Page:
2015-05-28 / Cuisine

Bar Tulia a convivial companion to rustic Italian restaurant

Chef Vincenzo Bertulia has been wowing palates in Naples for years, first as a chef at Campiello’s and then, more noticeably, when he opened his exceptional rustic Italian restaurant, Osteria Tulia, a couple of years ago on Fifth Avenue South.

Serving exquisite food in a charming atmosphere to a loyal following and widespread acclaim might be both demanding and satisfying enough for most chefs, but not for Mr. Bertulia. He now belongs to a select group of Naples chef/entrepreneurs — Charles Mereday (Mereday’s Fine Dining, Alto and Mereday’s Brasserie), Fabrizio Aielli (Sea Salt and Barbatella) and Rafael Rottiers (Inca’s Kitchen and Al Carbon) — for whom one establishment and one concept simply won’t do.

So when the storefront adjoining Osteria Tulia became available earlier this year, Mr. Bertulia availed himself of the opportunity to expand with a second concept, another setting in which to serve the pasta, cheese, salumi and sauces he and his culinary team make from scratch along with imaginative craft cocktails, wellchosen wines and beers.

Above: Salmon is served with roasted carrots and beets. 
KAREN FELDMAN / FLORIDA WEEKLY Above: Salmon is served with roasted carrots and beets. KAREN FELDMAN / FLORIDA WEEKLY The narrow space is decked out in a rustic style similar to that of the osteria — lots of wood on walls and floor and whimsical decorations. Music on this evening consisted primarily of ’70s tunes from the likes of Led Zeppelin, Steely Dan, the Zombies, Johnny Cash and even a couple of (pre-’70s) Beatles hits.

The gastropub opened this winter and proved immediately popular. Even now, with the tourist season officially passed and the steamy summer closing in, Bar Tulia does a brisk business among a noticeably younger crowd that enjoys having a watering hole on tony Fifth Avenue South.

Our timing was good on Saturday night when my companion and I arrived just before 6 p.m. and snagged one of the few remaining indoor tables. There was standing room only at the bar, the high tops were all taken and there were even some hardy souls sitting outside.

Grilled octopus is served with green beans, fingerling potatoes and a garnish of chervil. Grilled octopus is served with green beans, fingerling potatoes and a garnish of chervil. Drinks are the first concern here, and we dove right into the craft cocktails, trying a pigalle ($13), a refreshing blend of St. Germain, prosecco, soda and lemon, and a Hurricane ($13), featuring a blend of three rums, passion fruit, bitters, grenadine and lime. Both were lovely — served with straws adorned with fresh mint — and delicious.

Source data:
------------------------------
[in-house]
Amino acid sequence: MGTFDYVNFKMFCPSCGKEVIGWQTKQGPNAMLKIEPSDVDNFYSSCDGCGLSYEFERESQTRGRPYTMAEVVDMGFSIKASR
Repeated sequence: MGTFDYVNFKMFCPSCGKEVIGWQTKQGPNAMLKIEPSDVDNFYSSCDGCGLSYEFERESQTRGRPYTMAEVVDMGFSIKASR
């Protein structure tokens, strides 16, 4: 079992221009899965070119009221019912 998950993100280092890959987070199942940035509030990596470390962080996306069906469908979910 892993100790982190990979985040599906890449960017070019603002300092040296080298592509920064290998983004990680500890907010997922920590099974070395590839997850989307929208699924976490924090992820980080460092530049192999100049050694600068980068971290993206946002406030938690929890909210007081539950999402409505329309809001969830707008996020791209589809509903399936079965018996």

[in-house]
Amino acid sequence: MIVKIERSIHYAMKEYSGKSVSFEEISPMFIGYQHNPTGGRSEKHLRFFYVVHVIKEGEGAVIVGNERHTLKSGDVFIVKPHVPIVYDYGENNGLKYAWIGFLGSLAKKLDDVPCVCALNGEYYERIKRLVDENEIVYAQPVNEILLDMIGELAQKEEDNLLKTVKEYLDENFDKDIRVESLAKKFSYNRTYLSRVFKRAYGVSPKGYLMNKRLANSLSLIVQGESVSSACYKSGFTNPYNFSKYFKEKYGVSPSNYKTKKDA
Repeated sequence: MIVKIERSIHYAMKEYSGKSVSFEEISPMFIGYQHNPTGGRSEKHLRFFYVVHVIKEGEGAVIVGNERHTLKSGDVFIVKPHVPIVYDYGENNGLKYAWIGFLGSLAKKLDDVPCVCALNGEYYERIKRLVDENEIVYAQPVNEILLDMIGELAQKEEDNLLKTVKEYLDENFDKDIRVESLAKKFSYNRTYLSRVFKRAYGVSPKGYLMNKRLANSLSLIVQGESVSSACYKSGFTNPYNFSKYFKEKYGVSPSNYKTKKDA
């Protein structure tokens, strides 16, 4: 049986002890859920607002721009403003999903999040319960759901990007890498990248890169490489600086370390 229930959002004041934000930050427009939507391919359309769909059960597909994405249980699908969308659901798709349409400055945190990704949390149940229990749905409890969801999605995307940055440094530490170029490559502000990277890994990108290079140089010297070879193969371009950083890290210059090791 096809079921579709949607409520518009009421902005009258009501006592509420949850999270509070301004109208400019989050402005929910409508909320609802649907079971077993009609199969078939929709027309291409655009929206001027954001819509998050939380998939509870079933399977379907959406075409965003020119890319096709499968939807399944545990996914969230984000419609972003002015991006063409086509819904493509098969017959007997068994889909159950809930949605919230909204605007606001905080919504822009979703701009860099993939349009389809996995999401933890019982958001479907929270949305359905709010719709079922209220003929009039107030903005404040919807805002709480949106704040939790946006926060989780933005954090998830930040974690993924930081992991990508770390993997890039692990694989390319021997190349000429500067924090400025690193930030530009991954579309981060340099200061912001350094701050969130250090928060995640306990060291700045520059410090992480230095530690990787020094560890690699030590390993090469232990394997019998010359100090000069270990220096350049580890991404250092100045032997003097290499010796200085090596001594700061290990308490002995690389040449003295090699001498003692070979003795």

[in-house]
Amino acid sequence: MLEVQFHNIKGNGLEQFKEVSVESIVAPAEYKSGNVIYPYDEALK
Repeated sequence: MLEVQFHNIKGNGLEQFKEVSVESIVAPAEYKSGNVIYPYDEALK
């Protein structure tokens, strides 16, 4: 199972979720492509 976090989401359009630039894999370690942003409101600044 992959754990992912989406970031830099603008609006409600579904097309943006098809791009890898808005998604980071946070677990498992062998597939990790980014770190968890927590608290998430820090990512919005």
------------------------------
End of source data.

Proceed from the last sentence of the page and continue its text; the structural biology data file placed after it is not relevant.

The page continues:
The menu offers patrons the option of snacking, grazing or indulging in a bountiful meal. A couple of overall observations about the menu: It’s heavy on meat. There are few dishes that do not contain it in some form, so vegetarians and even fish eaters will find a relatively limited selection here.

Left: Ceviche is made with local fish, avocado, red onion and chiles. Left: Ceviche is made with local fish, avocado, red onion and chiles. From the antipasti selections, we sampled the ceviche ($16), a colorful mix of local fish, avocado, red onion, cilantro and chili served with large crisps that were sturdy enough to scoop up the zesty concoction. Octopus lovers should try the version served here ($16). The octopus is lightly grilled then set upon a bed of green beans, fingerling potatoes and tomatoes, served with fresh chervil and lemon. Don’t count on sharing this dish, as it’s relatively small and you likely will want every bite.

Pizzas are another house specialty. The classico ($12) is a simple but elegant blend of what tasted like homemade mozzarella and tomato sauce studded with pieces of basil atop a thin, crisp crust. We shared ours, but it would be the right size for a meal for one person. The sauce, which was lightly applied, had a rich, mellow flavor that came, no doubt, from an age-old family recipe and a pot that spent hours simmering on the stove.

The grilled house sausage ($10) was served as a small plate atop stewed white beans in a rich brown sauce topped with crisp fried onions. It was a bit salty for my tastes, but then I often find sausage too salty, so sausage lovers might be just fine with it. The sliced sausage was tender and well spiced otherwise.

The deviled farm eggs ($8) with smoked trout roe were also on the salty side owing to the roe, which overpowered the eggs. Again, this is a personal taste. I found the eggs tasted better on their own.

From among the entrees, my nonmeat eating companion selected the salmon with roasted carrots and gold and red beets, creme fraiche and chives ($25). The fish was tender and perfectly cooked, sitting atop a bed of fresh greens and the aforementioned roasted vegetables.

For dessert, we shared a toasted Sicilian waffle with caramelized bananas, maple bourbon almond truffle ($10) along with the house-made limoncello ($10). The waffle was crisp on the outside and tender within, and the topping was reminiscent of bananas Foster but not quite as thick and sweet. One serving was ample for two. The limoncello possessed a fresh lemon flavor along with the stiff backbone of the grain alcohol in which it is steeped.

Service was consistently good, with our server making regular passes by our table and those around us despite the fact that the place was at capacity.

There is far more on the menu to explore than can be tasted in one visit. And that’s just fine. The atmosphere at Bar Tulia is apt to call you back again and again. ¦

Return to top